Mexican Demonstrators Ask For Answers About Missing Students

Several hundred college students and political activists rallied in downtown Mexico City on Sunday to demand authorities find out what happened to the 43 teacher students who went missing in 2014.

Police in the southern Mexican city of Iguala turned the students over to members of a drug gang, who allegedly killed them and burned their bodies believing they were working for their rival crime group.

Protesters carrying photos of the youths chanted slogans such as “Where are they?”

A relative of one of the 43 students who went missing holds a placard with a photo of his loved one, as he joins others in a march on the seventh anniversary of their disappearance, in Mexico City, Sunday, September 26, 2021.

A relative of one of the 43 students who went missing holds a placard with a photo of his loved one, as he joins others in a march on the seventh anniversary of their disappearance, in Mexico City, Sunday, September 26, 2021.

They also held placards and banners reading “Until We Find Them!” However, seven years after the mass kidnapping on September 26, 2014, the discovery of concrete evidence of the fate of the students has been slow.

Angel Carlos Sanchez, a writer, who joined the protest said, “I support the call made several years ago by parents that the students should not be said to have died until there is a real investigation to prove it, evidence that the students have actually been burned. .”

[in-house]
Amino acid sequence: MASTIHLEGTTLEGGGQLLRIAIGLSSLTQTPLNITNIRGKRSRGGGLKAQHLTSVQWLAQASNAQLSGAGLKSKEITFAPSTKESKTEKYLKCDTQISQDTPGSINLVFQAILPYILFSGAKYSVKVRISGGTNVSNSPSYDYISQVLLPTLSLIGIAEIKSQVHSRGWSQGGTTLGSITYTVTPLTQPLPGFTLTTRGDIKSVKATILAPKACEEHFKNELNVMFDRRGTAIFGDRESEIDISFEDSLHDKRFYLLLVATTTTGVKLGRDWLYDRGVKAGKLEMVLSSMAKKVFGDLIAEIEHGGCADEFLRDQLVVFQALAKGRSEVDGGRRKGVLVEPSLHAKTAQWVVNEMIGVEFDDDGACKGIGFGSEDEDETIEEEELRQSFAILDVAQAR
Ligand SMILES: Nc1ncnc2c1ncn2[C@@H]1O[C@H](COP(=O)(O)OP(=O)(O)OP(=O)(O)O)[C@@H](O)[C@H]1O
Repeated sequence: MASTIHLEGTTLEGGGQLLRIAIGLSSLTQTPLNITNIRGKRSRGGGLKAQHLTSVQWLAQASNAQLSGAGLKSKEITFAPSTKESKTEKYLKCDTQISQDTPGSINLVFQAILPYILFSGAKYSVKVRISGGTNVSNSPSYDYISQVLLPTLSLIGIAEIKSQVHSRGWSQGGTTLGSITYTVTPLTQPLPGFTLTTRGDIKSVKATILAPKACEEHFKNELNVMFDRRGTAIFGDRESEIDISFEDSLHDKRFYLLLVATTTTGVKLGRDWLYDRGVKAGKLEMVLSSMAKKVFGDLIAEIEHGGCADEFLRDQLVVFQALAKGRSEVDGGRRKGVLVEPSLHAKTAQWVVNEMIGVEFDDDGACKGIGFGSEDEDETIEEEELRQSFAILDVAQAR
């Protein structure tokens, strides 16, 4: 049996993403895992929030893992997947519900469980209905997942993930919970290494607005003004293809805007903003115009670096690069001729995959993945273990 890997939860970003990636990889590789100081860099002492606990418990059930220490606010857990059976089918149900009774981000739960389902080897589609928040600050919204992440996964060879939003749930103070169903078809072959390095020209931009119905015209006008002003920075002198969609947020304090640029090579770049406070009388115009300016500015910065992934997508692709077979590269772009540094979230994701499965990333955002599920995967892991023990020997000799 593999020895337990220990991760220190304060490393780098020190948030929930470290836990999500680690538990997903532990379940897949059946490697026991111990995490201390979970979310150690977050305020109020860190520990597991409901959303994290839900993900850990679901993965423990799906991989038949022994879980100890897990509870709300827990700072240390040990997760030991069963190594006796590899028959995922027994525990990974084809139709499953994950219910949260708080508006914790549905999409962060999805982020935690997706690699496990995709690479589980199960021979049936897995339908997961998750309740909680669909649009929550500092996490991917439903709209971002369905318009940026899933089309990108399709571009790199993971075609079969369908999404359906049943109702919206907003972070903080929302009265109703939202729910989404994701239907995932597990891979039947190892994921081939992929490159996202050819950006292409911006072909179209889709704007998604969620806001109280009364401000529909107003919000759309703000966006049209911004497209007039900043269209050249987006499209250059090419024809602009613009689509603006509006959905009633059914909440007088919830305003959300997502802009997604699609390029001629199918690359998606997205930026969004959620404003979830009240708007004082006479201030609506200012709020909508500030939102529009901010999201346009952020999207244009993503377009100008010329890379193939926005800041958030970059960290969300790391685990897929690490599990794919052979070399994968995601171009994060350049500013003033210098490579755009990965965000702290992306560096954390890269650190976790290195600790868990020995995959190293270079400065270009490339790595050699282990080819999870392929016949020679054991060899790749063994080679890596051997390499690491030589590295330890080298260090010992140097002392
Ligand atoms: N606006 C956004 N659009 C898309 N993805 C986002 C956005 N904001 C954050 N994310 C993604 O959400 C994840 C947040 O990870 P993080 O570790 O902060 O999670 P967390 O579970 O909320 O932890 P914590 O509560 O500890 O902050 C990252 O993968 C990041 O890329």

Omar Gómez Trejo, the lead investigator in the case, said last week that bone fragments found near a garbage dump near Iguala had matched three of the 43 missing students.

A demonstration of supporters and relatives of the 43 missing students holds placards with photos of their loved ones, on the seventh anniversary of their disappearance, in Mexico City, Sunday, September 26, 2021.

A demonstration of supporters and relatives of the 43 missing students holds placards with photos of their loved ones, on the seventh anniversary of their disappearance, in Mexico City, Sunday, September 26, 2021.

Unlike previous investigations which are now in doubt due to allegations that the suspect was tortured and evidence was not handled properly, Gómez Trejo said the bodies of the students may have been scattered in several places and not all of them were burned in landfills.

Forensic experts have rejected the conclusion reached under the previous administration that nearly all the students were killed and burned in landfills.

Experts said there was no evidence of a fire at the site large enough to burn the 43 students. [lt/uh]

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